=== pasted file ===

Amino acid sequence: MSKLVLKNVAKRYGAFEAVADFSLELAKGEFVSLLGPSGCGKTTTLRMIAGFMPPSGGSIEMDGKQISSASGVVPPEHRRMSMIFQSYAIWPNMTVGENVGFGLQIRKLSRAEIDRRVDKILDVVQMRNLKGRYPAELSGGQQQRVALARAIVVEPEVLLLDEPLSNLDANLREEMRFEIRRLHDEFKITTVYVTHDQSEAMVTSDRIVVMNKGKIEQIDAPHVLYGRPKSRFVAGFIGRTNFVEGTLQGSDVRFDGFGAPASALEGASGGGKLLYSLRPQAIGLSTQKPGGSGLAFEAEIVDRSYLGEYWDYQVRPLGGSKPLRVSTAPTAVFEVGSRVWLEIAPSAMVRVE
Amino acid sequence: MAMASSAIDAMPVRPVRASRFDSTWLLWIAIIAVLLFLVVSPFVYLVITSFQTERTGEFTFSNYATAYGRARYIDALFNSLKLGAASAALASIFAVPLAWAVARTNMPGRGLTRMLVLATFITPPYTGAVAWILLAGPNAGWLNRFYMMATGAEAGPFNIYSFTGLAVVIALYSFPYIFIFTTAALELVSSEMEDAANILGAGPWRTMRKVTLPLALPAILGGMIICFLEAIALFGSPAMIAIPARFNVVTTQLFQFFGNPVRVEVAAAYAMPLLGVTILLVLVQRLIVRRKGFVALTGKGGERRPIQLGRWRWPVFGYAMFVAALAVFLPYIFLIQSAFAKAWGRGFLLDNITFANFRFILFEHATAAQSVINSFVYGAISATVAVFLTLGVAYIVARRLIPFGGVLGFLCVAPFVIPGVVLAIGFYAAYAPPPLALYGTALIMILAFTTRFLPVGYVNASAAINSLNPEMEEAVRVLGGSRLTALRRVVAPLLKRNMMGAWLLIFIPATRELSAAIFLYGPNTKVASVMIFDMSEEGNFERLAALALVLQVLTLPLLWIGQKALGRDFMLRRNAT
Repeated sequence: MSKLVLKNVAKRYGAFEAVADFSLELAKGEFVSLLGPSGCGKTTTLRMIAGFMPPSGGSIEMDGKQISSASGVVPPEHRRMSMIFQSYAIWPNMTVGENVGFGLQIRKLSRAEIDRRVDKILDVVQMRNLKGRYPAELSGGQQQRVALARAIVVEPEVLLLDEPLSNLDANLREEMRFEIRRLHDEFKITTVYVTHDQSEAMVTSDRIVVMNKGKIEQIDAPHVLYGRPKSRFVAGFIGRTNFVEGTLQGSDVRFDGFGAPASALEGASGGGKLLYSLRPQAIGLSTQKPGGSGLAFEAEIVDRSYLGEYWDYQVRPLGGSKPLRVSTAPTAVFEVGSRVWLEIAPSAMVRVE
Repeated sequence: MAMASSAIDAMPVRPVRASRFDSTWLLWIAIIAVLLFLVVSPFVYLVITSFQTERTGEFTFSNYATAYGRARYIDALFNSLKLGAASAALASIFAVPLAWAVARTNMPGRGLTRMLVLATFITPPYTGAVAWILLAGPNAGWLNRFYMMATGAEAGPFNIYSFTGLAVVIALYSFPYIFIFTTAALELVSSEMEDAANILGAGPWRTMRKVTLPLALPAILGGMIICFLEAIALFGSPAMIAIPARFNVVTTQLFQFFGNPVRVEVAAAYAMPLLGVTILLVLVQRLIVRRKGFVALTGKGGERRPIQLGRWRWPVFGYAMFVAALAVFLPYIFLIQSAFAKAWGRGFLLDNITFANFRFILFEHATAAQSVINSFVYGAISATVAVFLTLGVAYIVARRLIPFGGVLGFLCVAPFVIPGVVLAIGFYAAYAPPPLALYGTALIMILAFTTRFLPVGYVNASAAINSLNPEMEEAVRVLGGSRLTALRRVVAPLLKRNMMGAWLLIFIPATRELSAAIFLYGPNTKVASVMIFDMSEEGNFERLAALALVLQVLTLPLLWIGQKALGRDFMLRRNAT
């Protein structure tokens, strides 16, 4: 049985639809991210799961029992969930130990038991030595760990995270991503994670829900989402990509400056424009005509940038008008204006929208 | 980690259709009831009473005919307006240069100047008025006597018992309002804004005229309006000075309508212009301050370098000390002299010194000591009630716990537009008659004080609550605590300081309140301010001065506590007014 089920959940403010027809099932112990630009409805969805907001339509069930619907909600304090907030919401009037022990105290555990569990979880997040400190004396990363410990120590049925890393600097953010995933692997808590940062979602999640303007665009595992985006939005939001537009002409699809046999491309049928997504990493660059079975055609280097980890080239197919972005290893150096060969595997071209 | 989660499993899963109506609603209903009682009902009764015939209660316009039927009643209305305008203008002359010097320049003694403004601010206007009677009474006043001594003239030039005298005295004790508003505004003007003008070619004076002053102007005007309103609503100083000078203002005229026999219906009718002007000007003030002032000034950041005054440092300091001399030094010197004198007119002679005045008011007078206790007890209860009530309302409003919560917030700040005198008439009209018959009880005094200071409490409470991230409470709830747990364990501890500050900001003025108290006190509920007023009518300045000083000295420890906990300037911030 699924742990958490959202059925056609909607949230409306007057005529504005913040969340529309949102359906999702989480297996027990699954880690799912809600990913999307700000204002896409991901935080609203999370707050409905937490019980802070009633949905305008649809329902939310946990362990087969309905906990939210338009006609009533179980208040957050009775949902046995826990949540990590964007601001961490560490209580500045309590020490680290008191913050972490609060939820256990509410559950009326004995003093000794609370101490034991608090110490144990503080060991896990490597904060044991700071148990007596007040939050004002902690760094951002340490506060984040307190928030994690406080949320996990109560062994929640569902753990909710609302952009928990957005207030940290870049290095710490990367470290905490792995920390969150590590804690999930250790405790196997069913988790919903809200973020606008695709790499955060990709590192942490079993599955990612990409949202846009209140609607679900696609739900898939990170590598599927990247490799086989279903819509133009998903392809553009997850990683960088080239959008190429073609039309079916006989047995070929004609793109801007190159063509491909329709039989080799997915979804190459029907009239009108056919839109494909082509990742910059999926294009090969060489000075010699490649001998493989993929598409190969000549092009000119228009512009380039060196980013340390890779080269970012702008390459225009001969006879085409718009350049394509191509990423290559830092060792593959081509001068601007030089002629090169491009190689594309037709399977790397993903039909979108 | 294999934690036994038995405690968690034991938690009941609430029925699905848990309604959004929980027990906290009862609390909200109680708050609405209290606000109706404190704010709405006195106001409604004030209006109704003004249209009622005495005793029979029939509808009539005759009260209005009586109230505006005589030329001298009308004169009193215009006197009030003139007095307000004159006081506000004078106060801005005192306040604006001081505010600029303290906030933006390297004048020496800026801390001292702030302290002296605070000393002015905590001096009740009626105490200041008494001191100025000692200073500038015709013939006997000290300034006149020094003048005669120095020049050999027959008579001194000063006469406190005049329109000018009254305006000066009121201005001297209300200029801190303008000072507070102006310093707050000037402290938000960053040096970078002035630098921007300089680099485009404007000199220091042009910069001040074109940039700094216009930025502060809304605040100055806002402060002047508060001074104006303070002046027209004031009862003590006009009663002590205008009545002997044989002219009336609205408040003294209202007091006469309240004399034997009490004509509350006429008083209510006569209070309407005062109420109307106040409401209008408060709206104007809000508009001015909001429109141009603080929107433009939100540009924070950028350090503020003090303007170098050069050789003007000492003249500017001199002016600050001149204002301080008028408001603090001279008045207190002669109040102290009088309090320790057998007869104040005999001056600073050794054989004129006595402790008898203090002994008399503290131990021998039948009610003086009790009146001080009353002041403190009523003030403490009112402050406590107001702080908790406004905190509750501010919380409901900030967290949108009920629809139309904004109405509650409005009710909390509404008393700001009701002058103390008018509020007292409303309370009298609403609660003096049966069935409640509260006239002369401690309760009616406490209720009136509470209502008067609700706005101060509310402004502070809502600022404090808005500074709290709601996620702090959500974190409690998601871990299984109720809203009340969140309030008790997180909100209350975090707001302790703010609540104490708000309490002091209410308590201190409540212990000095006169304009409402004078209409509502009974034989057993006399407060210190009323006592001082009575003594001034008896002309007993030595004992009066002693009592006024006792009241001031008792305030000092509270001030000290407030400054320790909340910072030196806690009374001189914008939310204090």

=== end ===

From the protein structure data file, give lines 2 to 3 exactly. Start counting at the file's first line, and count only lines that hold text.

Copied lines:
Amino acid sequence: MAMASSAIDAMPVRPVRASRFDSTWLLWIAIIAVLLFLVVSPFVYLVITSFQTERTGEFTFSNYATAYGRARYIDALFNSLKLGAASAALASIFAVPLAWAVARTNMPGRGLTRMLVLATFITPPYTGAVAWILLAGPNAGWLNRFYMMATGAEAGPFNIYSFTGLAVVIALYSFPYIFIFTTAALELVSSEMEDAANILGAGPWRTMRKVTLPLALPAILGGMIICFLEAIALFGSPAMIAIPARFNVVTTQLFQFFGNPVRVEVAAAYAMPLLGVTILLVLVQRLIVRRKGFVALTGKGGERRPIQLGRWRWPVFGYAMFVAALAVFLPYIFLIQSAFAKAWGRGFLLDNITFANFRFILFEHATAAQSVINSFVYGAISATVAVFLTLGVAYIVARRLIPFGGVLGFLCVAPFVIPGVVLAIGFYAAYAPPPLALYGTALIMILAFTTRFLPVGYVNASAAINSLNPEMEEAVRVLGGSRLTALRRVVAPLLKRNMMGAWLLIFIPATRELSAAIFLYGPNTKVASVMIFDMSEEGNFERLAALALVLQVLTLPLLWIGQKALGRDFMLRRNAT
Repeated sequence: MSKLVLKNVAKRYGAFEAVADFSLELAKGEFVSLLGPSGCGKTTTLRMIAGFMPPSGGSIEMDGKQISSASGVVPPEHRRMSMIFQSYAIWPNMTVGENVGFGLQIRKLSRAEIDRRVDKILDVVQMRNLKGRYPAELSGGQQQRVALARAIVVEPEVLLLDEPLSNLDANLREEMRFEIRRLHDEFKITTVYVTHDQSEAMVTSDRIVVMNKGKIEQIDAPHVLYGRPKSRFVAGFIGRTNFVEGTLQGSDVRFDGFGAPASALEGASGGGKLLYSLRPQAIGLSTQKPGGSGLAFEAEIVDRSYLGEYWDYQVRPLGGSKPLRVSTAPTAVFEVGSRVWLEIAPSAMVRVE